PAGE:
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UEFA chief says no to goal-line technology

posted 11 Dec 2012, 04:54 by Mpelembe Admin   [ updated 11 Dec 2012, 04:55 ]

UEFA chief Michel Platini rejects the use of goal-line technology in matches and welcomes the decision to hold Euro 2020 in various cities.

KUALA LUMPURMALAYSIA (DECEMBER 11, 2012) (REUTERS) - Goal-line technology is an unnecessary luxury and the money set aside for it should be invested elsewhere, UEFA (Union of European Football Associations) chief Michel Platini said on Tuesday (December 11).

Prompted into action by England midfielder's Frank Lampard's disallowed goal against Germany at the 2010 World Cup, the technology will be employed in the FIFA World Cup curtain raiser between Sanfrecce Hiroshima and Auckland City as soccer's governing body finally answers calls for it to join the 21st century.

Hawk-eye, widely used in cricket and tennis, and GoalRef, which uses a microchip in the ball and low magnetic waves around the goal, will be used at venues in Toyota and Yokohama.

"To put the goal-line technology in the competition is 50 million euro ($64.78 million USD) in five years, I prefer to give 50 million euro in the grassroots, the development of the football than to put 50 million in the technology, for perhaps one or two goals per year," said Michel Platini, who was in Kuala Lumpur to sign a Memorandum of Understanding with the AFC.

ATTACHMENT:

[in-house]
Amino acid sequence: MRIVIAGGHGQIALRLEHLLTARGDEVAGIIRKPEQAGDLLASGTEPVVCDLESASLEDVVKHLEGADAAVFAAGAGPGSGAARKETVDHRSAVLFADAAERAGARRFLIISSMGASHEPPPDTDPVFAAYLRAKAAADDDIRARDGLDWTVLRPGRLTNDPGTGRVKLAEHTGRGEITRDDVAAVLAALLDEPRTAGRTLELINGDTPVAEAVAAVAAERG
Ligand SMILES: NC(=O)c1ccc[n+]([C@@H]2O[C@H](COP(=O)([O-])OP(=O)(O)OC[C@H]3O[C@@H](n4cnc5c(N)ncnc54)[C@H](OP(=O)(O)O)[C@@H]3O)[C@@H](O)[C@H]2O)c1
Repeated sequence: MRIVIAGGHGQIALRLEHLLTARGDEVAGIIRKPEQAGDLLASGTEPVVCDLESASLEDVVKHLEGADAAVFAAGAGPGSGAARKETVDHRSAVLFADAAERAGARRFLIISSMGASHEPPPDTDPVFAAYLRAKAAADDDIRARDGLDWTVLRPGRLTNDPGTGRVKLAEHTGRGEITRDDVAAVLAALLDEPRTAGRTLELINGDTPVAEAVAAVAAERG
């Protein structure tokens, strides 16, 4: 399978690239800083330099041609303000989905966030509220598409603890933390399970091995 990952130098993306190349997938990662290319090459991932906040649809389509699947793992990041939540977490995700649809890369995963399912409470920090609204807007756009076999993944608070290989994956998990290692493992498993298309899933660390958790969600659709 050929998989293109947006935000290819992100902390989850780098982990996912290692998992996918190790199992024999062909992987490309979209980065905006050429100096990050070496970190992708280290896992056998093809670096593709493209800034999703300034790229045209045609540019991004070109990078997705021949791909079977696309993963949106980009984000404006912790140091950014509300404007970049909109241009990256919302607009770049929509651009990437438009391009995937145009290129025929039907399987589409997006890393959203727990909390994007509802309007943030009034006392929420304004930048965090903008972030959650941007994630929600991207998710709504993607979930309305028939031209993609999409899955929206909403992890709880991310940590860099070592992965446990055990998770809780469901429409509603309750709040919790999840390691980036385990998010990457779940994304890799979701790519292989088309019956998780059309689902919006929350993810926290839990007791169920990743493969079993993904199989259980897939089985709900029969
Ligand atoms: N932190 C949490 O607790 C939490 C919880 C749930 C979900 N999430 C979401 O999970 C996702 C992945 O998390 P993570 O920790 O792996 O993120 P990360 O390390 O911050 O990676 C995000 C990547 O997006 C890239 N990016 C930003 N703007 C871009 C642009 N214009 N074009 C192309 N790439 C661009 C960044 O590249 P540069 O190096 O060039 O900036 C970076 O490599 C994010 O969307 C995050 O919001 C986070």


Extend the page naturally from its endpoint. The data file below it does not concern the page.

He is set to discuss the technology further with members of the FIFA executive committee at a meeting in Tokyo on Friday (December 14).

Platini has long been tipped to succeed Sepp Blatter as the head of the world governing body in 2015 when the Swiss said he would step down.

If the former Juventus playmaker does assume the role, technology could be in full flow in pitches across the world as FIFA presses on with implementation despite the extravagant cost.

Platini also welcomed UEFA executive committee's radical decision to stage Euro 2020 in numerous cities in the continent earlier this month.

"The Euro 2020 it was a decision, quite a unanimity, to bring the Euro to the fans, and not the fans go to the Euro in only one or two countries, so we bring the Euro to many countries. But for the moment, I said last time to the press, it's an idea, it's an idea. Now we have created a committee to think about what would be the best idea for what we have to do in the eight years for the European football and later to the legacy in Europe," said Platini.

The move to change the hosting rights was aimed at benefiting fans across the 53 member associations.


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